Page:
Tag Archives: Intercourse

Marriage advice from Christian philosopher William Lane Craig

Here is a question of the week from Dr. Craig on “Marriage Advice”!

Here’s the question:

Dear Dr. Craig,

Marriage is in the foreseeable future, and I would like to ask you for any advice before it happens. Can we avoid any mistakes? Would it be helpful to meet with a pastor for premarital counseling? Are there any helpful tips you could give from a Christian perspective or from your own experience?

Thank you in advance!

Zareen

Here are the main pieces of advice Dr. Craig gives:

  1. Resolve that there will be no divorce
  2. Delay having children
  3. Confront problems honestly
  4. Seek marital counseling
  5. Take steps to build intimacy in your relationship

And here’s the controversial one (#2):

2. Delay having children. The first years of marriage are difficult enough on their own without introducing the complication of children. Once children come, the wife’s attention is necessarily diverted, and huge stresses come upon you both. Spend the first several years of marriage getting to know each other, working through your issues, having fun together, and enjoying that intimate love relationship between just the two of you. Jan and I waited ten years before having our first child Charity, which allowed me the finish graduate school, get our feet on the ground financially, establish some roots, and enjoy and build our love relationship until we were really ready to take on the responsibilities of parenthood. The qualifier here is that if the wife desperately wants children now, then the husband should accede to her wish to become a mother, rather than withhold that from her. Her verdict should be decisive. But if you both can agree to wait, things will probably be much easier.

I wonder if the married readers agree with him about the “waiting at least a year after marriage bafore having children”?

William Lane Craig explains how to have a great marriage

I just noticed that Bill’s latest question of the week is on “Marriage Advice”!

Here are the main pieces of advice:

  1. Resolve that there will be no divorce
  2. Delay having children
  3. Confront problems honestly
  4. Seek marital counseling
  5. Take steps to build intimacy in your relationship

Well, I recommend clicking through to read this! It’s answer #120.

I command all you married readers to give me your honest assessment of his advice!

Is he as good at advice as he is at Christian scholarship and debate?

Further study

Understanding the effect of sex on your brain chemistry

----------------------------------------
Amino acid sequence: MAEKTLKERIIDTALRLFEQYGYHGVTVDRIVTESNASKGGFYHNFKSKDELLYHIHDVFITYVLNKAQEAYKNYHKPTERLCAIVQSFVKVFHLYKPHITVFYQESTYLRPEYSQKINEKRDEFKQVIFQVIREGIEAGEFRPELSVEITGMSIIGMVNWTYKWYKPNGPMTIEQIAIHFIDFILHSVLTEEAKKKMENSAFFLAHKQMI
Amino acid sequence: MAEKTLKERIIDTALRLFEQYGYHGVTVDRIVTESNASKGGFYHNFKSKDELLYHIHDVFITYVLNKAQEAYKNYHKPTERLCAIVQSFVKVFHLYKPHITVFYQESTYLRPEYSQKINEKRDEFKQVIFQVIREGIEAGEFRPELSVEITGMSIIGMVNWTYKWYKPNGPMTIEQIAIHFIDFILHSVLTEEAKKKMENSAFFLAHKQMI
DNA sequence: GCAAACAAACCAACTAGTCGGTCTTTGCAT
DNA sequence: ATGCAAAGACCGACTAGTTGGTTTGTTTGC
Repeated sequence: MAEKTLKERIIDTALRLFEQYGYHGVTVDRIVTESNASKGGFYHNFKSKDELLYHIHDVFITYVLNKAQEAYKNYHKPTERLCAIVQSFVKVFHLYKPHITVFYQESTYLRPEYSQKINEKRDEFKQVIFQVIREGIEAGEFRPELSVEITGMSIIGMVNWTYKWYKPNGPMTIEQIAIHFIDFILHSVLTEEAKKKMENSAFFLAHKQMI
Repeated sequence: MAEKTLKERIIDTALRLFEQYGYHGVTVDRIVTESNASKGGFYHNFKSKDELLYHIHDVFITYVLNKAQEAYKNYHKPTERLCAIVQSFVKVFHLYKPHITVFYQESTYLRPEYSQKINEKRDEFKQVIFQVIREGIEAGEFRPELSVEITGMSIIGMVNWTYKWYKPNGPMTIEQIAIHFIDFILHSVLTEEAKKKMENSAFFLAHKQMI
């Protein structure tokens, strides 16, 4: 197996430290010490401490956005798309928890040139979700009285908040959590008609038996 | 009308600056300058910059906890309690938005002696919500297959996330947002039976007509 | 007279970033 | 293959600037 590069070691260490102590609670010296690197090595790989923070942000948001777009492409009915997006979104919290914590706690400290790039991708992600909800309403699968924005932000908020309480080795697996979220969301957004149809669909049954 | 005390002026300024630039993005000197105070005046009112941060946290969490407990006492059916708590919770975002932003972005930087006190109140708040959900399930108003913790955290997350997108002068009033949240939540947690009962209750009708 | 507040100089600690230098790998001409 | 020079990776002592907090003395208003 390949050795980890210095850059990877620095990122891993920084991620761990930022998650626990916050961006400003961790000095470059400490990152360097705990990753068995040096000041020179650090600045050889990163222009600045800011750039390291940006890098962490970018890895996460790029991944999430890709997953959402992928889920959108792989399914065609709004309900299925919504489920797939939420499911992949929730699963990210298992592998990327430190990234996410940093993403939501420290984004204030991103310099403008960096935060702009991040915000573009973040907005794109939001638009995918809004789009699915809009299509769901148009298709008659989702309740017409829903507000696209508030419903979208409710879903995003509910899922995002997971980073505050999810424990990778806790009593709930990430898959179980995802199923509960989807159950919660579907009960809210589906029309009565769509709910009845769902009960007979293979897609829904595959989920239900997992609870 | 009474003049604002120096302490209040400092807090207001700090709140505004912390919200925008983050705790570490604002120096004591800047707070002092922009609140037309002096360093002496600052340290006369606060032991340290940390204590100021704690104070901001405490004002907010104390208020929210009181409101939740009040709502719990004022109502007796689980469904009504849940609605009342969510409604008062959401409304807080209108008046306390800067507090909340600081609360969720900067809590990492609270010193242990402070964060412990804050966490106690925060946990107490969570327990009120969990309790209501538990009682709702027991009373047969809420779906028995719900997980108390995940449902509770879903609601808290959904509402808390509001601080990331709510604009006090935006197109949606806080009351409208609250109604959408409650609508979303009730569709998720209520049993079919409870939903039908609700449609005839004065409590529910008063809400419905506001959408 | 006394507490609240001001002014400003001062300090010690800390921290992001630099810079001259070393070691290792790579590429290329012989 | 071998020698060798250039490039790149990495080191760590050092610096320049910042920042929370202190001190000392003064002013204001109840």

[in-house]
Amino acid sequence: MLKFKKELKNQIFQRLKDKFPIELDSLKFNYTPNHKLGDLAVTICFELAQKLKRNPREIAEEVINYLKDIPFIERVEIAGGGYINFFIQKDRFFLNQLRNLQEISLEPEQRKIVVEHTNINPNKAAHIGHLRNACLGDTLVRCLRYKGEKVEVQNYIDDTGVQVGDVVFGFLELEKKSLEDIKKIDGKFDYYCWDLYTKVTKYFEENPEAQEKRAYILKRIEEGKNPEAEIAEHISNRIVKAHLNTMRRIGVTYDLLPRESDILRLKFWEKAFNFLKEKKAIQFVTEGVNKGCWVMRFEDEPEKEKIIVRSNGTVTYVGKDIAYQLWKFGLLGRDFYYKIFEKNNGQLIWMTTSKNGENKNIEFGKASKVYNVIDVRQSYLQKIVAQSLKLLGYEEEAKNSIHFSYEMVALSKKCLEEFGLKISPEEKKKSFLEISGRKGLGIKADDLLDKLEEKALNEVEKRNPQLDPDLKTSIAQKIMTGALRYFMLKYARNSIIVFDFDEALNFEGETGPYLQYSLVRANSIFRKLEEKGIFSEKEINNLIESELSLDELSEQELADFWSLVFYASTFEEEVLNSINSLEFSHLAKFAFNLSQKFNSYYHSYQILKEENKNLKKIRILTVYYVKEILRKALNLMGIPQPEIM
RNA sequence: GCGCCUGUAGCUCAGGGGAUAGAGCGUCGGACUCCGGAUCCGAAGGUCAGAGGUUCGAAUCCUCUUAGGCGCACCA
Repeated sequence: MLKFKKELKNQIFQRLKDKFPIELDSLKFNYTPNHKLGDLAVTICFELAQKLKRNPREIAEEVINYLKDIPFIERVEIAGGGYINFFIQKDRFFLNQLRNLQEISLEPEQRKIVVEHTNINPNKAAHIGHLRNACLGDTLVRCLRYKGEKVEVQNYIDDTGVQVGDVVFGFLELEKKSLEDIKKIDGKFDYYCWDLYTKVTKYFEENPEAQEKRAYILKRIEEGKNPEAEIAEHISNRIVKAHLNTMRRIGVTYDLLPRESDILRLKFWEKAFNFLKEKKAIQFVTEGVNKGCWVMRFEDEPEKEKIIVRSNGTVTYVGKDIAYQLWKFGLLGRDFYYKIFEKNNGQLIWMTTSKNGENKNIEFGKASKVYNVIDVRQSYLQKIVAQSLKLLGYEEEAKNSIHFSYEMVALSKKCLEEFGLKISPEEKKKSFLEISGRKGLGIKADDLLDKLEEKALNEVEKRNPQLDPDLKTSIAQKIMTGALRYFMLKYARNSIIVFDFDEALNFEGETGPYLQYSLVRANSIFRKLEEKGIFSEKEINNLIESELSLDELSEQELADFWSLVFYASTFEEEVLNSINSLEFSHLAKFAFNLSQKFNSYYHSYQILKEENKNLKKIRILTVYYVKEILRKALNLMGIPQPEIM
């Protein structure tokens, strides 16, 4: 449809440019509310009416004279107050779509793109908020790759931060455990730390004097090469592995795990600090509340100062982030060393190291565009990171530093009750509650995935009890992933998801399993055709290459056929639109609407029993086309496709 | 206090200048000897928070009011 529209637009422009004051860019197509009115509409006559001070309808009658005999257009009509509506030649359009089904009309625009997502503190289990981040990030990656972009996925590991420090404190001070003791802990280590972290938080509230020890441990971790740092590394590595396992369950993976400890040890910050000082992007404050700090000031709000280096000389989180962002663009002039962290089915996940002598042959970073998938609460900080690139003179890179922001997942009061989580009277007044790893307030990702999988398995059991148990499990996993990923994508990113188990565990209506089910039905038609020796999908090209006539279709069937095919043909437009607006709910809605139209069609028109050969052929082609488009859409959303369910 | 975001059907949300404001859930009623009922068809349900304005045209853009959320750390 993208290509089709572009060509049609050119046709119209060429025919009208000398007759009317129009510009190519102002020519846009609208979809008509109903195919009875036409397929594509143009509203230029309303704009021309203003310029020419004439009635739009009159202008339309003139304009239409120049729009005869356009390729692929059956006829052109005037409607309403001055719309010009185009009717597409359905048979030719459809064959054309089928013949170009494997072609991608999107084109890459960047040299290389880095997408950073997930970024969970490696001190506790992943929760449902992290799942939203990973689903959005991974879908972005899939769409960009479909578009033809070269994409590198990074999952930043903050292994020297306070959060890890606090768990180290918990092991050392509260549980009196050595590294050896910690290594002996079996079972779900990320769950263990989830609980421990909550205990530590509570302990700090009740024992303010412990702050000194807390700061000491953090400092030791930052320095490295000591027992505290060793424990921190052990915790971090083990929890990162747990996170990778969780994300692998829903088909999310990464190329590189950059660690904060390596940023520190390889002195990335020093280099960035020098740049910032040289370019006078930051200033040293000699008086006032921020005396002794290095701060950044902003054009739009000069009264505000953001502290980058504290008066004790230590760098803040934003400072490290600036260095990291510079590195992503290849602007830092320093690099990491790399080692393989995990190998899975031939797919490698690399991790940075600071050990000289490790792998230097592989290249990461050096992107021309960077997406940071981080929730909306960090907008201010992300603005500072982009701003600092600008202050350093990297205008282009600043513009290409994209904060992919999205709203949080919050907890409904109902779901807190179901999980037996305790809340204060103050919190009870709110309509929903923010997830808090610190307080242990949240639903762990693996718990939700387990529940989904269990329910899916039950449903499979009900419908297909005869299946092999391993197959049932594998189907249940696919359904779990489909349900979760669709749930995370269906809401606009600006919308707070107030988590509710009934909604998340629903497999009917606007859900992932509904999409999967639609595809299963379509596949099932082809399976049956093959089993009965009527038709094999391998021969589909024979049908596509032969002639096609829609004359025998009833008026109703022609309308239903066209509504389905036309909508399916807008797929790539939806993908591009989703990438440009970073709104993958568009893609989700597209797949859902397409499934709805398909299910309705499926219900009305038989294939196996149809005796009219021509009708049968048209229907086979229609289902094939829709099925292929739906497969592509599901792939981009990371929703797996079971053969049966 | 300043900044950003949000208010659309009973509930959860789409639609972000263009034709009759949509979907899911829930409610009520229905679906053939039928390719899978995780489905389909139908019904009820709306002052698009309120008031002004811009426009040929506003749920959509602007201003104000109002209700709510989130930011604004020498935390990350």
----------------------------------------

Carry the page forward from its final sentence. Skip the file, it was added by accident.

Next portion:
This article was sent to me by my friend Andrew. It’s by Marcia Segelstein.

Marcia is trying to make the same point about sex that Miriam Grossmann made in her book “Unprotected”. The point is that although bureaucrats and educrats love to tell people about the riskiness of behaviors like smoking and obesity, they don’t tell people the truth about the dangers of casual sex, because they don’t want to antagonize special interest groups like feminists and gay activists.

In the article, Marcia talks about the mental effects of casual sex. She talks about dopamine first, but the one I want to tell you about is called oxytocin. It is very important that you parents of young ladies understand this and present this evidence to your daughters. (The male version of this phenomenon is also explained in the article, it’s called vasopressin).

Excerpt:

Oxytocin is another important brain chemical we are now learning more about.  Oxytocin helps females, in particular, bond with other people.  When a new mother breastfeeds her infant, for example, oxytocin floods her brain.  The effect is powerful.  She feels a strong desire to be with her baby, and is willing to suffer the sleepless nights and inconveniences that come with having a baby.

Oxytocin also helps females bond with men.  When a woman and man touch each other in a loving way, oxytocin is released in her brain.  It makes her want more of that loving touch, and she begins to feel a bond with her partner.  Sexual intercourse leads to the release of even more oxytocin, a desire to repeat the contact, and even stronger bonding.  But, like dopamine, oxytocin is values-neutral.  It’s a chemical reaction, or, as the authors write: “[I]t is an involuntary process that cannot distinguish between a one-night stand and a lifelong soul mate.  Oxytocin can cause a woman to bond to a man even during what was expected to be a short-term sexual relationship.”  So when that short-term relationship ends, the emotional fallout can be devastating, thanks to oxytocin.

Another significant finding about oxytocin is that it produces feelings of trust.  That can be good or bad, depending on the situation.  “While the hormonal effect of oxytocin is ideal for marriage, it can cause problems for the unmarried woman or girl who is approached by a man desiring sex….[T]he warning is that a woman’s brain can cause her to be blindsided by a bad relationship that she thought was good because of the physical contact and the oxytocin response it generates.”

This is why Dr. Jennifer Roback Morse says that the only smart sex is married sex. Otherwise you are just coarsening your own self. Neil Simpson calls this the duct tape theory of sex. He explains why sex is like duct tape here. Don’t order your children around – give them the data so they understand the why of chastity.